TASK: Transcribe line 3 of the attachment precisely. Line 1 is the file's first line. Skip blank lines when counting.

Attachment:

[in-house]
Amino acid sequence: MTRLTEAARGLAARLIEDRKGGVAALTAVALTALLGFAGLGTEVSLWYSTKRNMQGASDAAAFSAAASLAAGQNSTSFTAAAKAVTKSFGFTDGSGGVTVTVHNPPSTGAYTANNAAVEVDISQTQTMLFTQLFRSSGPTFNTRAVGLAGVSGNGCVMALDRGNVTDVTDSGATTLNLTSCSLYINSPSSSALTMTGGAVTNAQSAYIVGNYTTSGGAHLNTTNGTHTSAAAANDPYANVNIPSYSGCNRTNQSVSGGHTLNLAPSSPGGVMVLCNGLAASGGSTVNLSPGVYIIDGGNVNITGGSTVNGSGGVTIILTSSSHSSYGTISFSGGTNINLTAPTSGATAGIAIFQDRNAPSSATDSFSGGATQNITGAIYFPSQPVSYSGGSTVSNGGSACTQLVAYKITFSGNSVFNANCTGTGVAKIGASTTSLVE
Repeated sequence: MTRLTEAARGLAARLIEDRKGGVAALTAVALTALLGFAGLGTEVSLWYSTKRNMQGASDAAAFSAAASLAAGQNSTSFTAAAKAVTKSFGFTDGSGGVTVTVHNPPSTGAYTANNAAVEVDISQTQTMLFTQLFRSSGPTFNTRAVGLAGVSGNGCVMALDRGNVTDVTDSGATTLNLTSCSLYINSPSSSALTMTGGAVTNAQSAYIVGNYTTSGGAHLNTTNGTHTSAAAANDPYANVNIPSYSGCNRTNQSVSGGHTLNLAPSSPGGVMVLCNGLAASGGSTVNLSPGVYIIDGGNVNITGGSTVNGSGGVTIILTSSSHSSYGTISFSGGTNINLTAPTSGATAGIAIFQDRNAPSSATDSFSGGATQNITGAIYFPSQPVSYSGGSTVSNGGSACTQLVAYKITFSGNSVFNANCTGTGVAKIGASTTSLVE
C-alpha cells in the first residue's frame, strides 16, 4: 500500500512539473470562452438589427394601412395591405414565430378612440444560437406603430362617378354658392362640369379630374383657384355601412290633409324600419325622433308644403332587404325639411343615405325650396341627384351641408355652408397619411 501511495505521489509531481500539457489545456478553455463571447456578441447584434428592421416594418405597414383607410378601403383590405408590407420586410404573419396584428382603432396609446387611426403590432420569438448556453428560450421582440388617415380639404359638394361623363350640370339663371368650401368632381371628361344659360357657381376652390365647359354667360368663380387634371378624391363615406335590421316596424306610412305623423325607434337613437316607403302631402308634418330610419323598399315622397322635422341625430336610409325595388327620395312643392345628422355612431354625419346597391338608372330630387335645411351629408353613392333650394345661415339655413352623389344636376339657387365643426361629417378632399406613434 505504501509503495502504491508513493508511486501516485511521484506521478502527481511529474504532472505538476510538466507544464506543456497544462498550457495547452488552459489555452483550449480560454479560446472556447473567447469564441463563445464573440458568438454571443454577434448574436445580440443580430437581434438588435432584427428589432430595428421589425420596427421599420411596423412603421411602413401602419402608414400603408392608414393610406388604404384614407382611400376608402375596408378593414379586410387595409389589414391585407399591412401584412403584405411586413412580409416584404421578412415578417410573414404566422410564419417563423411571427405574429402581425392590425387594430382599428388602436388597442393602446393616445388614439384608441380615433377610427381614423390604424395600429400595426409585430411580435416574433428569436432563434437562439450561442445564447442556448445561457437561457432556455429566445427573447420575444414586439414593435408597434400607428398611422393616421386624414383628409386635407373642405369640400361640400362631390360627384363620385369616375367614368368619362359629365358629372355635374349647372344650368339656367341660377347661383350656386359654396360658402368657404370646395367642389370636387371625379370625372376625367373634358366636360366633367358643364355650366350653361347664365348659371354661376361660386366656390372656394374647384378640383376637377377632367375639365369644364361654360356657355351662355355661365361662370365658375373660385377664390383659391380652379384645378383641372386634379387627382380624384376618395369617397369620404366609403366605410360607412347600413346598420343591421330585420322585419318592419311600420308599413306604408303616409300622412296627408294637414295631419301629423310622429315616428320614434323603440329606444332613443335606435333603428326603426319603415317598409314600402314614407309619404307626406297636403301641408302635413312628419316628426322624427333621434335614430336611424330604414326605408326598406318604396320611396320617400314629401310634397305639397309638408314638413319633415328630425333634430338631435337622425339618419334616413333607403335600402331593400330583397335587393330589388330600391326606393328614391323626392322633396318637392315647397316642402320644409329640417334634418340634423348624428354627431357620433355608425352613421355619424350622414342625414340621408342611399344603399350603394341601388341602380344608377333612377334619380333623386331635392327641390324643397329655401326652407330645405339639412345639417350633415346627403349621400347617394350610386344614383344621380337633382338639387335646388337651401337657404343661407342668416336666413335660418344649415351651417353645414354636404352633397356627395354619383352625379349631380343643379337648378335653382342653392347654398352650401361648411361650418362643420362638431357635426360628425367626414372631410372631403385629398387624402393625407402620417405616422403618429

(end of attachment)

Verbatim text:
Repeated sequence: MTRLTEAARGLAARLIEDRKGGVAALTAVALTALLGFAGLGTEVSLWYSTKRNMQGASDAAAFSAAASLAAGQNSTSFTAAAKAVTKSFGFTDGSGGVTVTVHNPPSTGAYTANNAAVEVDISQTQTMLFTQLFRSSGPTFNTRAVGLAGVSGNGCVMALDRGNVTDVTDSGATTLNLTSCSLYINSPSSSALTMTGGAVTNAQSAYIVGNYTTSGGAHLNTTNGTHTSAAAANDPYANVNIPSYSGCNRTNQSVSGGHTLNLAPSSPGGVMVLCNGLAASGGSTVNLSPGVYIIDGGNVNITGGSTVNGSGGVTIILTSSSHSSYGTISFSGGTNINLTAPTSGATAGIAIFQDRNAPSSATDSFSGGATQNITGAIYFPSQPVSYSGGSTVSNGGSACTQLVAYKITFSGNSVFNANCTGTGVAKIGASTTSLVE